3D and 4D printing: Technologies such as 3D and 4D printing threatens to enable the de-skilling and theft of the intellectual property of craftspeople, including artisan makers and repairers of anything from farm tools to kitchen utensils. The environmental impact of such processes are largely unknown, but could be much higher than the processes they replace.
Synthetic biology: The spread of synthetic biology and other forms of genetic engineering threaten to increase the use of industrialised monocultures and toxic chemicals. One of these technologies – gene drives – could drive whole species extinct and potentially drive other closely-related species to extinction as well, with unknown long-term consequences for biodiversity and food systems.
Meat alternatives: Alternatives to meat, such as the Impossible Burger, combine synthetic biology with intensive industrial agriculture. The growth of this industry threatens to undermine the incomes of smallholder and agroecological livestock farmers and nomadic herders. Meanwhile the industrial plantations needed for its ingredients would damage biodiversity.
Artificial intelligence: Machine learning (often called AI) is the key mechanism whereby corporations intend to reshape food economies and ecologies worldwide via biodigital convergence. The data about living systems that they intend to harvest, and the predictions machine learning would enable them to make with that data, would increase their control over farms, farmland and farmers, and give added incentives for corporate grabbing of both cultivated and uncultivated land and water, all of which would maximise corporate profits.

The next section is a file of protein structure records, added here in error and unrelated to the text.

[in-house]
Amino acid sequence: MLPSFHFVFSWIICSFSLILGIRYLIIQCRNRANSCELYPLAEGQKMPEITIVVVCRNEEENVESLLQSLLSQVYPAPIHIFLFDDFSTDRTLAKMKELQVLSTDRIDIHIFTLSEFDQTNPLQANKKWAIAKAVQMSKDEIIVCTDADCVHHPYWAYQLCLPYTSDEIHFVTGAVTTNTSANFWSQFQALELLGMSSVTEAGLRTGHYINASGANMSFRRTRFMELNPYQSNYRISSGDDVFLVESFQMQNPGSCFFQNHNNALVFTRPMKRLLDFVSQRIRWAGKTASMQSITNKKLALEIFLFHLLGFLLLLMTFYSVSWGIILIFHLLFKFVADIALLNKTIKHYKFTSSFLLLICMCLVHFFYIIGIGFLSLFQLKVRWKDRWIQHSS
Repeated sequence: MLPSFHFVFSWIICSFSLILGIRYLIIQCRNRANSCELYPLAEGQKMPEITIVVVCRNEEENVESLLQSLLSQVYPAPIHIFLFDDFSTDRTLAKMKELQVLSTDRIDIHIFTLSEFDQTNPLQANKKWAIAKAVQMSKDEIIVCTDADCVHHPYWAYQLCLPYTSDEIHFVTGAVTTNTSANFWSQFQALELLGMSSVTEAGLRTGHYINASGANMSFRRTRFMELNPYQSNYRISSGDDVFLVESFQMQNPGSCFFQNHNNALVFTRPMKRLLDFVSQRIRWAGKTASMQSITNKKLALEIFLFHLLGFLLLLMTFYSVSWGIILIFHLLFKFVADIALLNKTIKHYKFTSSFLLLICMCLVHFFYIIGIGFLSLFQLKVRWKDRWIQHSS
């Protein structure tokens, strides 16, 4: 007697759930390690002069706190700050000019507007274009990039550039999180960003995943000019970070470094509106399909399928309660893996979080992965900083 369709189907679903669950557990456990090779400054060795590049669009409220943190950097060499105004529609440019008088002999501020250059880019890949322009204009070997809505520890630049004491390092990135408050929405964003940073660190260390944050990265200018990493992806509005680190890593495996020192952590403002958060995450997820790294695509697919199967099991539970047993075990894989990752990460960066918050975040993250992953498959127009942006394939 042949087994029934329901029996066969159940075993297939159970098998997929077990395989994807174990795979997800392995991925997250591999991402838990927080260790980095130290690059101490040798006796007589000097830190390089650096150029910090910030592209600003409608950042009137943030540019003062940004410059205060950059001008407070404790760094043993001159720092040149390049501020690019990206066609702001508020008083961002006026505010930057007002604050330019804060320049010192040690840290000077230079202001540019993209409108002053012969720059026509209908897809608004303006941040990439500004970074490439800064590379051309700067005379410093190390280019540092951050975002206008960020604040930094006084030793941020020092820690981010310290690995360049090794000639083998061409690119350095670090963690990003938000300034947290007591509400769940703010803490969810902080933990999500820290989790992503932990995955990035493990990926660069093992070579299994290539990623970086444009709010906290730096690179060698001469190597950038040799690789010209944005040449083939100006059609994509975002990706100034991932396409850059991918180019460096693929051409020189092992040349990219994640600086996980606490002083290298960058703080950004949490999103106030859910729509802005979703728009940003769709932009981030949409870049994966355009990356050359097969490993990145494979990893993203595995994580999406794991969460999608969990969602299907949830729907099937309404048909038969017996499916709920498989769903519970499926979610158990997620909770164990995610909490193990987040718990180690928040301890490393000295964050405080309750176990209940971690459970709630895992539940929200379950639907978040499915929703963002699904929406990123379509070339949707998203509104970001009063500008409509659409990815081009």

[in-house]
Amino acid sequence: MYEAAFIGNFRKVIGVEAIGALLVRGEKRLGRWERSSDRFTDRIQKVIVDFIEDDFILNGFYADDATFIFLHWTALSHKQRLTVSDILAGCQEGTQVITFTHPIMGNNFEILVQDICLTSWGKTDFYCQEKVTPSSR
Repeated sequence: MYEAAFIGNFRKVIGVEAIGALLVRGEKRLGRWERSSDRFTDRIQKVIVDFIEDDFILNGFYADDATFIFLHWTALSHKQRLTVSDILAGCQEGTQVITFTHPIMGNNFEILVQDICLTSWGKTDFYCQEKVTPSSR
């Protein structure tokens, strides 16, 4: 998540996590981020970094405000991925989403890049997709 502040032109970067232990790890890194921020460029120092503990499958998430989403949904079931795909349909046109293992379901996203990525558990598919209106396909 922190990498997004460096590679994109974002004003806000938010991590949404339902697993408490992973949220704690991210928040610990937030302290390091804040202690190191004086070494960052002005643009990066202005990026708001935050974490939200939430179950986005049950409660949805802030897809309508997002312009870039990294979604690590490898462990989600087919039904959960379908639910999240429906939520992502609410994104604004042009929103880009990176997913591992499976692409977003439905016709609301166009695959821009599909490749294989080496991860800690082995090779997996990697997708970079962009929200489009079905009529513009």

Facial recognition: Facial recognition is a technology that is already widely used to monitor people’s behaviour, often without their consent, and it is now being used with pigs, cows and other livestock in order to reduce labour costs and increase the scale of factory farming, contrary to industry claims that it would benefit the welfare of animals. This increase in intensification would cause severe negative environmental and biodiversity effects.